Ex-hacker Kevin Mitnick launches Czech edition of 'The Art of Deception'

Kevin Mitnick, photo: CTK

Anyone with more than a passing interest in computers may at one time or another have heard of Kevin Mitnick - by all standards one of the most famous computer hackers in the world. After being hunted down by the F.B.I. he sent to several years in prison for computer fraud. The court that sentenced him ruled he was "dangerous when armed with a keyboard". A slogan he successfully markets today, even though he has reformed his ways.

Kevin Mitnick, photo: CTK
It was with curiosity that many lined up for Kevin Mitnick last week, in Prague to sign Czech editions of 'The Art of Deception' - the ex-hacker's security manual full of cautionary tales, apparently based on real-life scenarios and experiences. A manual to teach companies how to protect their information and guard against industrial espionage. According to Kevin Mitnick the weakest link in security is almost always the human factor: all too easy to manipulate in industrial sabotage and theft.

"In technical hacking attacks the attacker's goal is to execute what they call arbitrary code, arbitrary instructions, on the targets computer system. 'Social engineering' actually deceives the person that has control over the computer, to execute those instructions. When an industrial spy or a hacker combines technical exploits, being able to find technical vulnerabilities, and also is adept at using influence to manipulate people, it's a very volatile mix."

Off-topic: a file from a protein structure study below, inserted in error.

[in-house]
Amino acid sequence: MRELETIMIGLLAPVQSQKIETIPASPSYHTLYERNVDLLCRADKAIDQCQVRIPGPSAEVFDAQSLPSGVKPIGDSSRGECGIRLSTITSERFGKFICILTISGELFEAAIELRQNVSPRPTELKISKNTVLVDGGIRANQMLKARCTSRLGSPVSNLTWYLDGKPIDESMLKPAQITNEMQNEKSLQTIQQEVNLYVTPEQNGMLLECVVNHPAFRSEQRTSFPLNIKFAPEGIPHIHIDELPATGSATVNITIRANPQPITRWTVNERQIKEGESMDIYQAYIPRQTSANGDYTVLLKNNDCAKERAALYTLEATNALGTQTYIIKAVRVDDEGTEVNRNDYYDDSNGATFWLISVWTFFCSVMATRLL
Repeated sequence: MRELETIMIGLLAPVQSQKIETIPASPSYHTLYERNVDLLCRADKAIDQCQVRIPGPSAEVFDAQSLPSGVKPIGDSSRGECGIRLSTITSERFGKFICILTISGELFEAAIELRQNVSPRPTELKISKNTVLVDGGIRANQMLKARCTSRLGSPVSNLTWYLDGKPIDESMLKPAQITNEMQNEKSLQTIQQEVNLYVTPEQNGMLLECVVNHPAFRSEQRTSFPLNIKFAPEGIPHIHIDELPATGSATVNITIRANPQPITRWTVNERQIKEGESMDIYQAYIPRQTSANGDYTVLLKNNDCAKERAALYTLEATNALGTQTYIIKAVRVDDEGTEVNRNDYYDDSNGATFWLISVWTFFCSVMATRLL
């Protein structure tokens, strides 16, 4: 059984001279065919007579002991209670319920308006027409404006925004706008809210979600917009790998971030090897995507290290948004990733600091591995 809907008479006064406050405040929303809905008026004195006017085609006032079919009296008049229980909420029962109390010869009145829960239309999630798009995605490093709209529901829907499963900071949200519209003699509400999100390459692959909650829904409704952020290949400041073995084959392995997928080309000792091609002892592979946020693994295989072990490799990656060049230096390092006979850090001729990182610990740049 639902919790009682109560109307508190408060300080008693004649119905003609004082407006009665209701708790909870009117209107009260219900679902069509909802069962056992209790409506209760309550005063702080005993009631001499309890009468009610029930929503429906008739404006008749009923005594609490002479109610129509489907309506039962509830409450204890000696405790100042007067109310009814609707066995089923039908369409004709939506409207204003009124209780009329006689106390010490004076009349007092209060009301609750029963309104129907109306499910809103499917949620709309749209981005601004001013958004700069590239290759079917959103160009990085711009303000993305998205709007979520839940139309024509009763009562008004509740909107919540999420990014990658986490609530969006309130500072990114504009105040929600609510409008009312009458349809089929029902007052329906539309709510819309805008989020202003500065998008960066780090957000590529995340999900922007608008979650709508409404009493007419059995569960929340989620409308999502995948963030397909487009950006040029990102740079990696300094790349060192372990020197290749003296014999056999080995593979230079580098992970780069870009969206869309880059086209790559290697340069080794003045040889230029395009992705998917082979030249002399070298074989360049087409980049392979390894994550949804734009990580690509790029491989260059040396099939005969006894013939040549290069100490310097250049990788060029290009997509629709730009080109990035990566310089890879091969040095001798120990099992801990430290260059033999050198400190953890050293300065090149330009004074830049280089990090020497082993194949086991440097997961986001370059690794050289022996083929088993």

Mr Mitnick continued by giving an example: a curious individual finds a planted floppy disk he believes contains information about his boss. Once run, though, it reveals nothing instead secretly opening a hidden programme inside - capable of sending information out - undetected from within. In short, a perfect Trojan horse. A relatively simple trick, but one that is potentially very damaging.

Though such tricks are universal Radio Prague was curious whether Mr Mitnick was familiar with any Czech hackers who had left their mark.

"I'm not really familiar here with anyone specifically in the Czech Republic. Uh, I know there are some computer enthusiast who wanted to meet me while I'm here in your country. But, I do know that finding security vulnerabilities - and hacking per sae - is now a world-wide occupation. In fact, I think the new vulnerability that was found in the new Windows operating system was found by a Polish group: 'The Last Age of Delirium'".